Animal law in the spotlight: Victoria's factory farming bill

Last week, the Victorian Greens introduced the Prevention of Cruelty to Animals Amendment (Domestic Fowl and Pigs) and Food Amendment (Free-range Eggs) Bill 2014 (the Bill) into state parliament.

The Bill proposes to ban battery cages, sow stalls and the debeaking of hens. It also proposes to clarify the meaning of ‘free range’ for the purposes of egg production.

Introducing the Bill, Greens animal welfare spokesperson Sue Pennicuik said that “present laws are failing farm animals which are subject to cruel and unnecessary practices”. 

If the Bill is passed, Victoria will become the second state or territory in Australia to legally ban these methods following recent reforms in ACT.

The cruellest methods of factory farming

As with the ACT Factory Farming Bill, the Victorian Bill aims to prohibit some of factory farming’s cruellest practices:

Battery cages

Battery cages are used to permanently confine egg-laying hens to a space little more than an A4 sized piece of paper. Inside these cages, hens are crammed together leaving them without enough room to act on natural instincts like preening, nesting and dust bathing.

Debeaking

Debeaking is the practical removal or burning off of the upper and lower beak by an electrically heated blade. This mutilation is performed to reduce hen-pecking and cannibalistic behaviours which are a result of their close confinement and frustration. Debeaking is known to cause acute and chronic pain.

Sow stalls

On factory farms, many pregnant pigs (or sows), are permitted by law to spend a significant portion of their lives confined to sow stalls. These are small metal and concrete cages that are barely larger than the pregnant pig’s body; restricting her so she can’t even turn around.

The need for truth in labelling

Australian consumers are often unaware that many animal products for sale in Australia are sourced from these factory farm systems. This misperception is exacerbated by a lack of adequate truth in labelling legislation which would require producers to disclose information about farm production methods.

Increasing numbers of consumers are willing to pay a little more for humanely produced products at the checkout, particularly in relation to eggs. According to consumer advocacy group CHOICE, 39% of the egg market is now “free range”. Despite this, there is no legal definition of what “free range” actually means so there are no guarantees that hens will have sufficient room or even proper access to the outdoors.

The Bill seeks to address this problem by clearly defining the meaning of “free range” in terms of egg production.

What the Bill will do

Ban battery cages and sow stalls

The Bill amends the Prevention of Cruelty to Animals Act 1986 (VIC) as follows:

  • New section 11C(1) introduces the offence of keeping egg-laying hens in battery cages for the purpose of the production of eggs for sale. New Section 11C(2) introduces the same offence for meat-chickens (or broilers).
  • New Section 11B introduces an offence for a person who removes or trims the beak of a chicken.
  • New section 11D(1) introduces the offence of keeping pigs in “inappropriate accommodation”, with “appropriate accommodation” being defined as accommodation that allows the pig to turn around, stand up and lie down without difficulty; and have a clean, comfortable and adequately drained place in which she can lie down; and maintain a comfortable temperature and have outdoor access.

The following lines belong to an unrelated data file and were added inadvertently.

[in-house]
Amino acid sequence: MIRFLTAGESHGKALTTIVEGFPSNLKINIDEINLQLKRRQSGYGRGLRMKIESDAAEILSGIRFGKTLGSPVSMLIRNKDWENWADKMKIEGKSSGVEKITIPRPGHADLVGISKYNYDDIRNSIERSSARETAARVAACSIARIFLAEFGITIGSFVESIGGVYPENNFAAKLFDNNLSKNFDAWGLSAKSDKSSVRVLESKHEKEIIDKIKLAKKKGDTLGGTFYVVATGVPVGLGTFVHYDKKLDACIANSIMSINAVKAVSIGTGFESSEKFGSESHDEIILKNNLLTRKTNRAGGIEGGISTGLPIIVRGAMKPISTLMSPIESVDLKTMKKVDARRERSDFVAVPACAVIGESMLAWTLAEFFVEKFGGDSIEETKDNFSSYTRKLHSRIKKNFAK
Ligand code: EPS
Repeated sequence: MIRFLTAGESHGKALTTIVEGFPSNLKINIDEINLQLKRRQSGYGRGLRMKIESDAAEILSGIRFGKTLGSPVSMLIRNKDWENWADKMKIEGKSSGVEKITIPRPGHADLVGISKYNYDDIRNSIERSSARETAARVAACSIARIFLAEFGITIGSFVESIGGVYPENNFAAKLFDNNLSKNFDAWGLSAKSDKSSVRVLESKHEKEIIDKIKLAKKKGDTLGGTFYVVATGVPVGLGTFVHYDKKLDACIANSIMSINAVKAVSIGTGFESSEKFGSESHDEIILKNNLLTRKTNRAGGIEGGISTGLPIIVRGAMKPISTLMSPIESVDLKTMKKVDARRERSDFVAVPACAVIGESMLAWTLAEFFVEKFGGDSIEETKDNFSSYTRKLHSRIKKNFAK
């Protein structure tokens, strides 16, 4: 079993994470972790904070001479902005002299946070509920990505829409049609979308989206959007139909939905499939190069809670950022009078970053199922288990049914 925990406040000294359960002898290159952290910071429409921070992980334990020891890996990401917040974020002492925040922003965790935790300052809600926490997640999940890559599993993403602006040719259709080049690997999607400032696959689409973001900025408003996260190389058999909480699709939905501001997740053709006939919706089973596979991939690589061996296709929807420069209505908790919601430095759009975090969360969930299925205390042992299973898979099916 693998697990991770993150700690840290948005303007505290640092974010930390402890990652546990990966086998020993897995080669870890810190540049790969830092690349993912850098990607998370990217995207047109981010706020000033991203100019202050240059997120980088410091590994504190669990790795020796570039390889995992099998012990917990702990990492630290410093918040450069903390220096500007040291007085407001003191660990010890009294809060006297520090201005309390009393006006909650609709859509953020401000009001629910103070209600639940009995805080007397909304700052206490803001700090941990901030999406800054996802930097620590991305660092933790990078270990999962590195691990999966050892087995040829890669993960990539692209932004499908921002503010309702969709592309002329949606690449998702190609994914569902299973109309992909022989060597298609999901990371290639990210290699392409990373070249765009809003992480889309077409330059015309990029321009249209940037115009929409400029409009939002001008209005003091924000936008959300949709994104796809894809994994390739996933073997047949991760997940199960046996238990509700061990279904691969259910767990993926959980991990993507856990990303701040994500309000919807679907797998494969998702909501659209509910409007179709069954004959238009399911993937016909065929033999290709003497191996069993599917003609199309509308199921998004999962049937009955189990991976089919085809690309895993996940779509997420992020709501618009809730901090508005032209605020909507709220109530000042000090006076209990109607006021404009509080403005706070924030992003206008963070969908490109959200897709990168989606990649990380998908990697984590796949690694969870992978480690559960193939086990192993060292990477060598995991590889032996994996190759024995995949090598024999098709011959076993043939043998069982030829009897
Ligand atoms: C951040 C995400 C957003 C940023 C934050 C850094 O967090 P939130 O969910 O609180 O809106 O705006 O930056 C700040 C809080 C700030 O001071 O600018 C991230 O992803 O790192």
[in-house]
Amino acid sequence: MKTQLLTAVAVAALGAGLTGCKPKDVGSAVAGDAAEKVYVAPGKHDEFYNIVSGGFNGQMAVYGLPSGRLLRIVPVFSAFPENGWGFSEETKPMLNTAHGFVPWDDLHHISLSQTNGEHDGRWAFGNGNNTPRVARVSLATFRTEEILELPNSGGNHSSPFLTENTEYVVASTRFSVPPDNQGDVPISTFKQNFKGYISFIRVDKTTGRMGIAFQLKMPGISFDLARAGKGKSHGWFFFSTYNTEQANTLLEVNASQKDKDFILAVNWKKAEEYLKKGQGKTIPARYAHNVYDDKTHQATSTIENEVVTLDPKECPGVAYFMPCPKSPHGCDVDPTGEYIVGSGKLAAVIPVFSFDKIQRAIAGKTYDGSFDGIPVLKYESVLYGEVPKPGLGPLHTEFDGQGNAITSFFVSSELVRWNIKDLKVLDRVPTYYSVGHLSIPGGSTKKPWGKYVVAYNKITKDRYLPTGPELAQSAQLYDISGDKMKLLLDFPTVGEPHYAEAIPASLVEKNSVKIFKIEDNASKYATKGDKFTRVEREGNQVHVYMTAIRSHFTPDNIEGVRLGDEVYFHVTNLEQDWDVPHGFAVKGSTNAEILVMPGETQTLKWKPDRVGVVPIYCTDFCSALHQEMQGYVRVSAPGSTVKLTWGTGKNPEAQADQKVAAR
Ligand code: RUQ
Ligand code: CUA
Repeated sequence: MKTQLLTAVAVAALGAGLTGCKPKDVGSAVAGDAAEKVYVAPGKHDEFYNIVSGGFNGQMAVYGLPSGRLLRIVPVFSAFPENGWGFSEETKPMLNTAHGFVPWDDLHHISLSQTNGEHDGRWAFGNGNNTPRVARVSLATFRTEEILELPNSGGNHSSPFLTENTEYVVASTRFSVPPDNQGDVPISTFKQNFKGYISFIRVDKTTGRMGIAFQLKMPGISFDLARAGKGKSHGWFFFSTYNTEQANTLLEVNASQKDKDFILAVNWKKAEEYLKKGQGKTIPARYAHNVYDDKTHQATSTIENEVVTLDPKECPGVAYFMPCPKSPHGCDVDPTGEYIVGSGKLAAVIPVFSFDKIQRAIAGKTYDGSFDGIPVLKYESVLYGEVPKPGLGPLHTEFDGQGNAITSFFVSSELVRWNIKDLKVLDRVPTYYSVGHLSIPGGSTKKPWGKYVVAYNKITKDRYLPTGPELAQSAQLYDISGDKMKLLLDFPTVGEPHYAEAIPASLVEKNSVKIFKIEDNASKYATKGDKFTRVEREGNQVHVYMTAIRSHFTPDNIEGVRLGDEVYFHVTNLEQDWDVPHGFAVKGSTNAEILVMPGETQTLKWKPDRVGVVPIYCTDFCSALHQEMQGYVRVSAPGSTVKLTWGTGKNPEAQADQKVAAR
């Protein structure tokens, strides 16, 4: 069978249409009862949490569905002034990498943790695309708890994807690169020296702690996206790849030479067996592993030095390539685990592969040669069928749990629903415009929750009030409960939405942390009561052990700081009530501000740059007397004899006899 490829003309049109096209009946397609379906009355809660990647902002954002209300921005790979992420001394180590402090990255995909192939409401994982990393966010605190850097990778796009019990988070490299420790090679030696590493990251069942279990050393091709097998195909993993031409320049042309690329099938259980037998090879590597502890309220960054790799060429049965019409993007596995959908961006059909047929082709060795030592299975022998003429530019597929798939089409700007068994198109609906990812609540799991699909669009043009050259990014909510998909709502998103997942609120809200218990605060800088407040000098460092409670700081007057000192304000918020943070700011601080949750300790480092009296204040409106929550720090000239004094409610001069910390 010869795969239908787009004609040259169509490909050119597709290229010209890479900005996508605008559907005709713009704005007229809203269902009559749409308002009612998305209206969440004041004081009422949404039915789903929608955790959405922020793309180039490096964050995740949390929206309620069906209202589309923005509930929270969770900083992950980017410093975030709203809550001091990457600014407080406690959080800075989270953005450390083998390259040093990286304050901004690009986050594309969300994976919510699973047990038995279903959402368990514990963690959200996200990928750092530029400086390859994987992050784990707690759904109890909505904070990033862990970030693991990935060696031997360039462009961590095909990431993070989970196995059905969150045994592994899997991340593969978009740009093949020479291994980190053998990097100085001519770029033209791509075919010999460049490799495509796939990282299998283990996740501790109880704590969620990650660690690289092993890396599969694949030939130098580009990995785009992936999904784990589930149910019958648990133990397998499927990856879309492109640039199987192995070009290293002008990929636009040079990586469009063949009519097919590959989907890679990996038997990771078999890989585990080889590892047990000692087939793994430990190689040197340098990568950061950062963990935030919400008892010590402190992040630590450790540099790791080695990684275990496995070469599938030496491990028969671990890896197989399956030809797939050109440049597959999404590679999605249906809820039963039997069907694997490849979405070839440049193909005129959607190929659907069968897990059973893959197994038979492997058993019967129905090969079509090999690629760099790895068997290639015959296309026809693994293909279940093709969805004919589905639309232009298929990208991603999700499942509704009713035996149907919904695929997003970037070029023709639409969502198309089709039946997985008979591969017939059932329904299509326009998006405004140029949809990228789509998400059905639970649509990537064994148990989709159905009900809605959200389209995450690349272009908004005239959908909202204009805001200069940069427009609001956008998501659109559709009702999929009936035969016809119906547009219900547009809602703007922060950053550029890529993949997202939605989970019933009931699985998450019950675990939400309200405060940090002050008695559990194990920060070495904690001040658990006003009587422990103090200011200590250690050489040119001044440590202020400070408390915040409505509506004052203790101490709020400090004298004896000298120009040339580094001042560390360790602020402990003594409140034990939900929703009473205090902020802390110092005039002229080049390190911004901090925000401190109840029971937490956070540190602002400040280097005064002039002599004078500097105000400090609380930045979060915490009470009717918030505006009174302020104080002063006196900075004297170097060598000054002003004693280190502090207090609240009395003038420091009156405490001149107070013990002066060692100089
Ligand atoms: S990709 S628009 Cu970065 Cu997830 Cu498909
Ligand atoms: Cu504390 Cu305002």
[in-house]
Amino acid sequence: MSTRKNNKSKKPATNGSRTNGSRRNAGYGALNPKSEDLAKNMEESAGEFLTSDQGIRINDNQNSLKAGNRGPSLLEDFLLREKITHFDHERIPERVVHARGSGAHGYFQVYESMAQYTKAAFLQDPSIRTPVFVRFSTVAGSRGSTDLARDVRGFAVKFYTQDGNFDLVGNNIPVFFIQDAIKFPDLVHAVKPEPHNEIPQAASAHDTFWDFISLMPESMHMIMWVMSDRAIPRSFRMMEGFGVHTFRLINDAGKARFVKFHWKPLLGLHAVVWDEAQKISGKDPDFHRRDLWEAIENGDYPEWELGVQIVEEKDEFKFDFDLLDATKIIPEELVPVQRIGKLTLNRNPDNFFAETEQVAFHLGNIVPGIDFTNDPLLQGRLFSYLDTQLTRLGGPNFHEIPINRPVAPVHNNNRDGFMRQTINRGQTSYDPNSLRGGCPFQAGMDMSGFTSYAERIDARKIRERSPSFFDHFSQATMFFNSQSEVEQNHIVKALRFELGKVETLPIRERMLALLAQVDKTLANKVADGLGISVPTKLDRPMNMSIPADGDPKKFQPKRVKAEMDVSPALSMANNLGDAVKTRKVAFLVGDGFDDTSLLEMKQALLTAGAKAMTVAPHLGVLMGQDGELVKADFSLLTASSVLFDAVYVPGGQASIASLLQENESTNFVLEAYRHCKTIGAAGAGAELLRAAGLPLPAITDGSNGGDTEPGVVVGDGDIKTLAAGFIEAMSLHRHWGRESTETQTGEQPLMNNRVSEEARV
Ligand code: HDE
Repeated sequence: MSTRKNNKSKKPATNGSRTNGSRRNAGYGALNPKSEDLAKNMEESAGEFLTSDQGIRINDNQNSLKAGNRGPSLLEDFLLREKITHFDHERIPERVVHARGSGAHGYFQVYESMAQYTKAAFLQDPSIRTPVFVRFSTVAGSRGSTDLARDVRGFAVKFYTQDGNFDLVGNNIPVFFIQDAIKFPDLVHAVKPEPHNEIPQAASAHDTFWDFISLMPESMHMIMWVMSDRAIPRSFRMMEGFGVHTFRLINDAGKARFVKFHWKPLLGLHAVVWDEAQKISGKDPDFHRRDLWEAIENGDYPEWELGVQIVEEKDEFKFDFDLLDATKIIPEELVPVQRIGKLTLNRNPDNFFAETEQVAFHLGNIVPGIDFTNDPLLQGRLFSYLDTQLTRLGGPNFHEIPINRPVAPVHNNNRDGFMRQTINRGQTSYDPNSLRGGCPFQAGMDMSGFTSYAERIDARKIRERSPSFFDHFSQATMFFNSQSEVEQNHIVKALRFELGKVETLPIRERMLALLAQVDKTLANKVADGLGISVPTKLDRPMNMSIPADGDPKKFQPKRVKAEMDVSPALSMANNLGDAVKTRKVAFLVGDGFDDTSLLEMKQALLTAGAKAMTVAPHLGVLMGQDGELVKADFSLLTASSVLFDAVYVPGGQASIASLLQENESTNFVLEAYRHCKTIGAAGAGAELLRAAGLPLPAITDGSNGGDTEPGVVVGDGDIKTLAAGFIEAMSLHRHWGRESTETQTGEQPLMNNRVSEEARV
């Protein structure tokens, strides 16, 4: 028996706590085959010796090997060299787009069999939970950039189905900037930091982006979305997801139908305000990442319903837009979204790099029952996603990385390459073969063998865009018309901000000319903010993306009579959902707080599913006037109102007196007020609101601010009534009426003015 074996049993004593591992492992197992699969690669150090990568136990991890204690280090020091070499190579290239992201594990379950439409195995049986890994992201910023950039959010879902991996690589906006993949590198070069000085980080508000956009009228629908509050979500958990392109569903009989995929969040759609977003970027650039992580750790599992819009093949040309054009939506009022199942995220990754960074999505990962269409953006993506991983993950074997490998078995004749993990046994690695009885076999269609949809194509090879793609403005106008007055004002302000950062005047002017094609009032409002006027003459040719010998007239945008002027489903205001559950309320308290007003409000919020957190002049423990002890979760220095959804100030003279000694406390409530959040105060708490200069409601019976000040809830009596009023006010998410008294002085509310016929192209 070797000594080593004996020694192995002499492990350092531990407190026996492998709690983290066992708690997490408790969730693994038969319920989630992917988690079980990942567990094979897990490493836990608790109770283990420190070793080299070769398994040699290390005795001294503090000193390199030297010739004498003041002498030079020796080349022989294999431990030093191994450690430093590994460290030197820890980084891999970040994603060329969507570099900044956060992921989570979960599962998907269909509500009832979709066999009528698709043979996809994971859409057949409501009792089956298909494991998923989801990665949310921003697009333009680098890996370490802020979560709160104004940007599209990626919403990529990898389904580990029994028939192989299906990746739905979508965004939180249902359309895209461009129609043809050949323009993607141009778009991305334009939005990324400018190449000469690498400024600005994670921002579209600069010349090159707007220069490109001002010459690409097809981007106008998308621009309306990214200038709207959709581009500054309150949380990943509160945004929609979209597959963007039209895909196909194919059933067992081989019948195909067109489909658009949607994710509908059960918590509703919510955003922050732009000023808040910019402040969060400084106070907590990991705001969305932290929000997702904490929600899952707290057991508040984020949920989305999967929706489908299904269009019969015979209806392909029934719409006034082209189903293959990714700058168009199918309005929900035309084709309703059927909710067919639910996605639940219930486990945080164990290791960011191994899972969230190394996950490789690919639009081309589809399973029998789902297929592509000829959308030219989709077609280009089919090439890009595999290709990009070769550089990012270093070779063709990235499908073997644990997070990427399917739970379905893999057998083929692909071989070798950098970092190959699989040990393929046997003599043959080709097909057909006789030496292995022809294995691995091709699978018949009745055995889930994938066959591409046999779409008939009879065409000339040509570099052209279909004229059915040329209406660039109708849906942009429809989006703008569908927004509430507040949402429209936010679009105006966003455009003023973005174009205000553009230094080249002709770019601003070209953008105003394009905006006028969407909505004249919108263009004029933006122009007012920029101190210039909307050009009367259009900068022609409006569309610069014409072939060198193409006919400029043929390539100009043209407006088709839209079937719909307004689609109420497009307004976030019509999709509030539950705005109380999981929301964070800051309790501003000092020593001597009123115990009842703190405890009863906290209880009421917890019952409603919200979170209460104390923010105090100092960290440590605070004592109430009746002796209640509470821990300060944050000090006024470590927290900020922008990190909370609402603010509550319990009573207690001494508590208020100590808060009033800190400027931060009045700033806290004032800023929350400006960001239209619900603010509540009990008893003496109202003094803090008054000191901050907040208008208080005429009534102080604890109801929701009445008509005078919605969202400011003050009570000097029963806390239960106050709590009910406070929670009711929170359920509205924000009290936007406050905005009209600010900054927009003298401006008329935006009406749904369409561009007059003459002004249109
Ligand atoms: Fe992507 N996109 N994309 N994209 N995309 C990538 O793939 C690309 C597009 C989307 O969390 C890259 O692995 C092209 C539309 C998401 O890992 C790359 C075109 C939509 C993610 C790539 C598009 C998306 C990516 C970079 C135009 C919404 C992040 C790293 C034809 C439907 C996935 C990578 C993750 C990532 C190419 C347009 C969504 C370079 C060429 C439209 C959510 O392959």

A maximum penalty is proposed for each offence of 240 penalty units (or $35,000) or imprisonment of two years applies for an individual, and 1200 penalty units (or $177,000) in the case of a body corporate.

The provisions prohibiting the use of battery cages and sow stalls will come into operation on 1 January 2017, whilst the prohibition on debeaking will come into effect immediately on the passing of the Bill.

Define “Free Range”

The Bill also amends the Food Act 1984 (VIC) by inserting new section 17A(3). The provision states that describing eggs for sale as “free-range” will be false unless those hens are kept at stocking densities that do not exceed 1500 hens per hectare and comply with any other prescribed requirements for the keeping or housing of hens.

Stocking densities of 1500 hens per hectare is consistent with the standards set in the Model Code of Practice for the Welfare of Animals: Domestic Poultry and by the RSPCA.1 For comparisons sake, Coles and Woolworths have adopted a 10,000 birds per hectare limit for their own brand of “free range” eggs.

If eggs have been taken to be falsely labelled, it will be considered an offence under the Act, with a maximum penalty for each offence being $40,000 in the case of an individual and $200,000 in the case of a body corporate.

Potential implications for animal welfare

As with the ACT Factory Farming Bill, the passage of the Victorian Bill is vitally important for improving the welfare of factory farmed animals – not just in Victoria, but for the 550 million intensively farmed animals in Australia.

Debate on the Bill has been adjourned until Wednesday, 1 October 2014. Now is the time to show your support.

  • For those living in Victoria contact your local member using this email template. You can find your local member here.
  • If you live outside Victoria, contact Peter Walsh, the Minister for Agriculture and Food Security ([email protected]) using this email template.
  • 1. Note that the RSPCA standards allow for birds to be kept at stocking densities of 2500 birds per hectare in outdoor systems with rotational range access, where it can be demonstrated that birds can access a well-maintained sustainable range area.